Sayre: Creature in the Well has been a really interesting production for us. We both moved to Canada, Montreal to be specific, at the beginning of production, spent some time working remotely, tried out a lot of new ideas and processes. It’s been a whirlwind and we’re lucky to have had the opportunity to make something like this.

NE: Obviously, the Creature is a very important part of your story. Is there anything you can share with us about it, or will we have to play through the game to find out?

Sayre: The Creature was awoken in the depths of the mountain when the machine was first built many years ago. The machine was being constructed in order to control the weather and stop an eternal sandstorm that was approaching the small town of Mirage. The Creature sabotaged the project, destroyed every BOT-C worker robot that was built to run the machine, and prevented it from ever being activated. Years have passed and the Creature now plays the role of a false deity to the town, tricking its remaining inhabitants into believing that there is nothing beyond the sandstorm, and that Mirage is all that’s left in the world. The Creature has a lot of inspirations and represents a lot of things to us, and we’re excited to see how people perceive it as well.

Interview: Flight School Studio talks development

NE: Where is the best place for our readers to keep up with the development of Creature in the Well?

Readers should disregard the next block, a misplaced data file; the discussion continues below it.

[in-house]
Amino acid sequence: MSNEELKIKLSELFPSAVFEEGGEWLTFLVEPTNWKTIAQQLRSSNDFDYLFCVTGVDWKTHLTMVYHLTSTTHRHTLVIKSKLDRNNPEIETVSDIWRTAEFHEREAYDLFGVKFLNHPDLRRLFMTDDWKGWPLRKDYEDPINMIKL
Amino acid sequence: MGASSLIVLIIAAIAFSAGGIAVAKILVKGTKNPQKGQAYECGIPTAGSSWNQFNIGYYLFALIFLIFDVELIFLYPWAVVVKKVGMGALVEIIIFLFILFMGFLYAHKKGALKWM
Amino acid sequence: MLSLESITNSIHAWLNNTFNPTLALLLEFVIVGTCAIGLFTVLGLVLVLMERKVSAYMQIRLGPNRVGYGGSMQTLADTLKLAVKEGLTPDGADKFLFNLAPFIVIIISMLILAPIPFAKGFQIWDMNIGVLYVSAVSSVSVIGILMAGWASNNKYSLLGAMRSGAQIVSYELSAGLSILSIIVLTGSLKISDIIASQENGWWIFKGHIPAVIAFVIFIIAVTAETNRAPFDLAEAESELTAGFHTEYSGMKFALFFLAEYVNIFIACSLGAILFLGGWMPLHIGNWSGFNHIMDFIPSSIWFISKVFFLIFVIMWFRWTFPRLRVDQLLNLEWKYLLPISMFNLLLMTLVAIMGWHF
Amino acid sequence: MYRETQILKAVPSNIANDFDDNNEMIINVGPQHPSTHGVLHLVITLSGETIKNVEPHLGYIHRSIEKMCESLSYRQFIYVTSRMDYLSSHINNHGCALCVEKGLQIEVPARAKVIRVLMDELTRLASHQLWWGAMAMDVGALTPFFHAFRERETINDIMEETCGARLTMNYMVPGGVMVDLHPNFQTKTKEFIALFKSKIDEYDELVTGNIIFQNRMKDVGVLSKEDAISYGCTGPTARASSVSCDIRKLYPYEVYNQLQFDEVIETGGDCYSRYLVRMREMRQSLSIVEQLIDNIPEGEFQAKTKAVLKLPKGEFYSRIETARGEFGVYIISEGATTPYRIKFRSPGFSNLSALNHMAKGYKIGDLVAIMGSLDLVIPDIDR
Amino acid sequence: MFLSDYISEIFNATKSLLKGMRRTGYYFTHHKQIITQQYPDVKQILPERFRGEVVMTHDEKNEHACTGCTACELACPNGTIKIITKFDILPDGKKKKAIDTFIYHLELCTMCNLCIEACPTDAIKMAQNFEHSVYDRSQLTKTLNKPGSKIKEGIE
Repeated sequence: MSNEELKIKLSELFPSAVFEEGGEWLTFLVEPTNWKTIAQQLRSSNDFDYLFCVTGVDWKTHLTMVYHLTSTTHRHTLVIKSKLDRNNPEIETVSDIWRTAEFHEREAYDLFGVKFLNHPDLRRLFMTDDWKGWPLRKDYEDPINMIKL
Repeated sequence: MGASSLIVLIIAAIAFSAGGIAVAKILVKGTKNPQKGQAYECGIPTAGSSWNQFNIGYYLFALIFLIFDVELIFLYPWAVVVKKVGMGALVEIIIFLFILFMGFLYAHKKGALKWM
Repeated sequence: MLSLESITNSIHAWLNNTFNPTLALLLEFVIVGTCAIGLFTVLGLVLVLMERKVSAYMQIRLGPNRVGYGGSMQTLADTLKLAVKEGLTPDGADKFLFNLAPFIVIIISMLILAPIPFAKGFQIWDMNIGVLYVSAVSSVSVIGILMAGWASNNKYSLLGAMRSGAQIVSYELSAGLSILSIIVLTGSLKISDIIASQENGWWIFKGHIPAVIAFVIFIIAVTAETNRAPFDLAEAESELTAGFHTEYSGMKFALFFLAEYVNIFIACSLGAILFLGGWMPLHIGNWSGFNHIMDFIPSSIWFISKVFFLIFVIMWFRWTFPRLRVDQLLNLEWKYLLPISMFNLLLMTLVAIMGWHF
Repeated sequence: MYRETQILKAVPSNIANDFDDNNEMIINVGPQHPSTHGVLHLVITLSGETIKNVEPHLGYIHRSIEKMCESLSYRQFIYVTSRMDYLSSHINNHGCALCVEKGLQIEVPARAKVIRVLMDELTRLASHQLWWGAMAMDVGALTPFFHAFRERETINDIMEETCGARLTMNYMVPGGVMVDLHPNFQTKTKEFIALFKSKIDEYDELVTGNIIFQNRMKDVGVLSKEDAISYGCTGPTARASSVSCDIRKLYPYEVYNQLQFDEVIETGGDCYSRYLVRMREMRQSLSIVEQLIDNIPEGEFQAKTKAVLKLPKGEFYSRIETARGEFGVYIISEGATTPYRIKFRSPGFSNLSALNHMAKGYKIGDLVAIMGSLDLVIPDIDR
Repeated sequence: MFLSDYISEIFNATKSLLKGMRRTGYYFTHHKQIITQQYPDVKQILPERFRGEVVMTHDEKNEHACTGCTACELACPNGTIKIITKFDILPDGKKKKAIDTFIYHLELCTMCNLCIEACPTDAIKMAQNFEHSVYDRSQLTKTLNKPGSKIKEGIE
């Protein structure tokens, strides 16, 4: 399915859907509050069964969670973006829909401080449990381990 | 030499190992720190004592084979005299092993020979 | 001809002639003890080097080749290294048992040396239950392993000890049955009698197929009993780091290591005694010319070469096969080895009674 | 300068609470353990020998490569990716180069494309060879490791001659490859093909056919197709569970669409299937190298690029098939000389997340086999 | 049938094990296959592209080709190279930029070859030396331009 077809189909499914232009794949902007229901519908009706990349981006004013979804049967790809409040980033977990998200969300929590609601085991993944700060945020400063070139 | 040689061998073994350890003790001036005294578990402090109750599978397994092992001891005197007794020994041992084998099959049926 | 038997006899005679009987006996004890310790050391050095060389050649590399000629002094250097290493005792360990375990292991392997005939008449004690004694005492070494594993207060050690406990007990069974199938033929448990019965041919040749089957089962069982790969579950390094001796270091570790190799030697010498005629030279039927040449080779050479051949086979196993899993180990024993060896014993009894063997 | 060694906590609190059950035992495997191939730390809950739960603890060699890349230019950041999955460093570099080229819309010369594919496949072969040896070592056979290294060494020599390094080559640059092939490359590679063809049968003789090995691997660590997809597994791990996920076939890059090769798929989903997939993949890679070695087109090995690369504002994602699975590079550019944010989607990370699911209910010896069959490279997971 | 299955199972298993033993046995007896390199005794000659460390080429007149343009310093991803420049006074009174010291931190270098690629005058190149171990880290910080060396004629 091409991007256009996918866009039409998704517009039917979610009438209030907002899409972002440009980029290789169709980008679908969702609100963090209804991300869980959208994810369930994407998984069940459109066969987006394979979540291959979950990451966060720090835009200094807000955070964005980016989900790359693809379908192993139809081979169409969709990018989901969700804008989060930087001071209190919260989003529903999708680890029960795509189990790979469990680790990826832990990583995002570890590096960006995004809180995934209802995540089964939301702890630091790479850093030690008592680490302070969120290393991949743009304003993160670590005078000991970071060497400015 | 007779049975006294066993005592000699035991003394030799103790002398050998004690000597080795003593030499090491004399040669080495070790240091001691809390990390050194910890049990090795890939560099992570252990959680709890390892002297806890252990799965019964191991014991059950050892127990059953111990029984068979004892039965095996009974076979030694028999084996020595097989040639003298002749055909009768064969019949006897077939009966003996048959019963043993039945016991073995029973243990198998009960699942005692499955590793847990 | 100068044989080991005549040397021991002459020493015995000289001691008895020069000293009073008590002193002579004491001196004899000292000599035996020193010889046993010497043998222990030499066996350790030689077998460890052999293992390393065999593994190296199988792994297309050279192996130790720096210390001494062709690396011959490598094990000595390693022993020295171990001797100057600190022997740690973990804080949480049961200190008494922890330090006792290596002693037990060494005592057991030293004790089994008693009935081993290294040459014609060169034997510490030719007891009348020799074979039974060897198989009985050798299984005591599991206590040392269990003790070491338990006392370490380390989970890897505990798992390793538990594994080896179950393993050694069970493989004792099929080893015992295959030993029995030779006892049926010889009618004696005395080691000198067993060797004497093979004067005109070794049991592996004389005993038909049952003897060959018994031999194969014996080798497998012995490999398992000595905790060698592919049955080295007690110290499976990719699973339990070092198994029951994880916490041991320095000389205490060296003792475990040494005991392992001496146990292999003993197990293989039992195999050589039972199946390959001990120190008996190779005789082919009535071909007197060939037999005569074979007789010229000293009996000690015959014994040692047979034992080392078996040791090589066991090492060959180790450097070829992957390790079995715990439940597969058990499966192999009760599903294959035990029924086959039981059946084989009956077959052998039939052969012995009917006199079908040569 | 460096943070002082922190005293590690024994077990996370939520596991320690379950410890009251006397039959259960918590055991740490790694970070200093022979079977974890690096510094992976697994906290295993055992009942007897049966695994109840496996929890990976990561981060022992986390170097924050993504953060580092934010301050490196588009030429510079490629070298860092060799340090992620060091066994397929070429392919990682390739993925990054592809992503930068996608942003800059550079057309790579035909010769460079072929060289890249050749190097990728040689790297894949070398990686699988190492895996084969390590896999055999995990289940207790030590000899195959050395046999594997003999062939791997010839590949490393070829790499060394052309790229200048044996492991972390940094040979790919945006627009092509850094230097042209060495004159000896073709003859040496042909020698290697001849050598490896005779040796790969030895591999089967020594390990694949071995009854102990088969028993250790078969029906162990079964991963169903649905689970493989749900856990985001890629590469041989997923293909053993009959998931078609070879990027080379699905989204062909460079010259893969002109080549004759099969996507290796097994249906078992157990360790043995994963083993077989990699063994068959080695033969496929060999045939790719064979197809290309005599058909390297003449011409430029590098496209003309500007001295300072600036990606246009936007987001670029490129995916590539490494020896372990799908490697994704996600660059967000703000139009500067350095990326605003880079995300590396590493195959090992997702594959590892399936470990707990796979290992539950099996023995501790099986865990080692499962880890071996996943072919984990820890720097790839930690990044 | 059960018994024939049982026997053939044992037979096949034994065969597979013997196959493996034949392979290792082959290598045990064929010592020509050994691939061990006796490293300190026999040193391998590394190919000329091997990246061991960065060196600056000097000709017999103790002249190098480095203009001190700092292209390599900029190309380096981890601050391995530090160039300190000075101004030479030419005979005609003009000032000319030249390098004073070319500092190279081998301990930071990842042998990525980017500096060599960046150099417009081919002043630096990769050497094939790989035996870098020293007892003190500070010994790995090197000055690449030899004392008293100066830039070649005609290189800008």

Sayre: We’ve really started to use Discord as much as we can these days to get feedback on the game and what people are looking forward to. It’s awesome to have direct interactions with players. We encourage anybody to jump in at and chat.

NE: Personally, I’m very excited to see more from Creature in the Well. I can’t wait to play it on my Switch later this year. Thank you for your time.


I hope you all are as ready for Creature in the Well as I am. Flight School Studio is also teasing more reveals for Creature in the Well at E3. So stay tuned for more!

[This interview has been edited for clarity and brevity.]

Adam Sherrill
I love all kinds of video games. I personally find the most enjoyment in JRPGs, Visual Novels, and pretty much anything Nintendo makes. I'm always open to discovering new types of games, so I'll be happy to check out anything someone suggests.